The Incredibles

In a time when we’re being absolutely flooded with superhero movies, it’s hard to imagine there’s much originality left out there to be captured by the genre. We’ve had heroes who can fly, heroes who stick to walls, even a hero who fights crime with his blindness. In a landscape littered with men in tights, The Incredibles is fresh and compelling not because writer/director Brad Bird (whose last film was the wonderful but overlooked animated feature The Iron Giant) came up with original powers for his characters, but because he’s more concerned with having his audience connect with them as people than he is on showing off the latest CGI technology. Visual wonders are just a mind-blowing bonus in a film which uses character-driven hero stories to make something incredibly smart.

The film opens with a whiz bang action sequence, in which a young Mr. Incredible leaps tall buildings to save the city from evil. He swats down one problem only to be called in to solve another. No matter how many times you save the world, it always seems to get back into trouble again, or so philosophizes the big hearted Mr. I. Things explode, Mr. Incredible saves lives, but in doing so people invariably get hurt. He stops a man from committing suicide, only to be sued for injuring the jumper in his rescue attempt. He stops a train from being derailed, only to find himself in court up on charges for giving all the passengers whiplash. The can of worms is open and soon the superheroes of the world are faced with billions of dollars in litigation brought by petty people swatting them down for helping.

When the world no longer wants heroes, Mr. Incredible, his new wife Elastigirl, and the other super-beings of the world are all forced underground. Fifteen years later, Incredible and Elastigirl have started a family and are living in hiding. Mr. Incredible works a morally dubious job as an insurance adjuster, where he tries to help his clients get their claims paid, only to be screamed at by his boss for treating them fairly. Mr. Incredible, who is now Bob Parr, is disinterested in his life. “They keep finding new ways to celebrate mediocrity,” he laments. Their son Dash wants to try out for team sports, but can’t, for fear doing so may reveal his inherited superpowers. Dash can run really really fast. Daughter Violet is of the shrinking variety, and uses her invisibility to hide from boys, grappling with teenage angst and throwing out force fields in the house to torture her super-fast little brother.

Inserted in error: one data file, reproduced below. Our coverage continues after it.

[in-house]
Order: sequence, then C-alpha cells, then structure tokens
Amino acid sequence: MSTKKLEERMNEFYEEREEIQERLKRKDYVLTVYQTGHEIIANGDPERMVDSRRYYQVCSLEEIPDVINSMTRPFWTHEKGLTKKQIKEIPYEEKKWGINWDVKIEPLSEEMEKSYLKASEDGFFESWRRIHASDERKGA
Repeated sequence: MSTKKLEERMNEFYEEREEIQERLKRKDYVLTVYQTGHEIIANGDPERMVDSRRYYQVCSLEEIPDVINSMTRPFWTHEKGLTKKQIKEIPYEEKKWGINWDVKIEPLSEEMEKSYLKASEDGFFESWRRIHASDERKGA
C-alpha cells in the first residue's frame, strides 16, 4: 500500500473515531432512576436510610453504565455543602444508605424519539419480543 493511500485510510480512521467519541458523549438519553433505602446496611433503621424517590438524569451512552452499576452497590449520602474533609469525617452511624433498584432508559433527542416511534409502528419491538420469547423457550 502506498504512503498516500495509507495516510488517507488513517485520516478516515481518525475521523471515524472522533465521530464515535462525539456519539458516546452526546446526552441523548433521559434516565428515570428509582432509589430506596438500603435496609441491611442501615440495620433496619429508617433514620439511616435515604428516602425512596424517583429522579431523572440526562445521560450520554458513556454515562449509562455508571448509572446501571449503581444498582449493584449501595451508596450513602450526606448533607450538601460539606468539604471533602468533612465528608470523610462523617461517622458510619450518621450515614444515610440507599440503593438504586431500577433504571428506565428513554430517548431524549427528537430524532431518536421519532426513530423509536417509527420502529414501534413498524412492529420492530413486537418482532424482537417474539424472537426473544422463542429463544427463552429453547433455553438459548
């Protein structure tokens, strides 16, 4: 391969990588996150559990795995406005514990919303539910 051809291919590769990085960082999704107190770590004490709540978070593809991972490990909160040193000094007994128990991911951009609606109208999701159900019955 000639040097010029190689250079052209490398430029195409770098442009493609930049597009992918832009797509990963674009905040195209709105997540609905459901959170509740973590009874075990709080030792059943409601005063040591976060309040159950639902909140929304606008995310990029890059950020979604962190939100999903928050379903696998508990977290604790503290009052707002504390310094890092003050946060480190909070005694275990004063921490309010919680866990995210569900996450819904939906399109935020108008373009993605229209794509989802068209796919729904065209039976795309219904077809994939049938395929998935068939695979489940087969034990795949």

But after fifteen years Mr. Incredible feels lost. He sneaks out for late night adventures with his buddy Frozone, under the guise of going bowling. He sits at the dinner table and stares off into space, ignoring his family in the midst of a constantly depressed malaise, a hero who can’t do any saving. When he’s approached by a mysterious individual with one more mission, of course he can’t resist.

Pixar Studios is at the top of their game in the animation department, the look of this movie is by far their best work to date. Granted, the characters are somewhat cartoony, but that’s by design. They aren’t going for realism here; they’re going for character depth. The characters are designed to allow a maximum amount of performance from each little pixel. Their world is one filled with lush jungles, massively populated cities, raging hot volcano lairs, and quiet dinner tables where the family sits around and bickers. It’s an absolutely beautiful movie. True, it’s an animated feature, but also one of the most stunning looking things I’ve seen on screen all year. The Incredibles is high concept superhero design, right down to the tiniest details of bad guy Syndrome’s massively planned evil jungle lair. Brad Bird’s imagination is on serious over-drive in creating this thing, and not a single frame is wasted on tired repetition.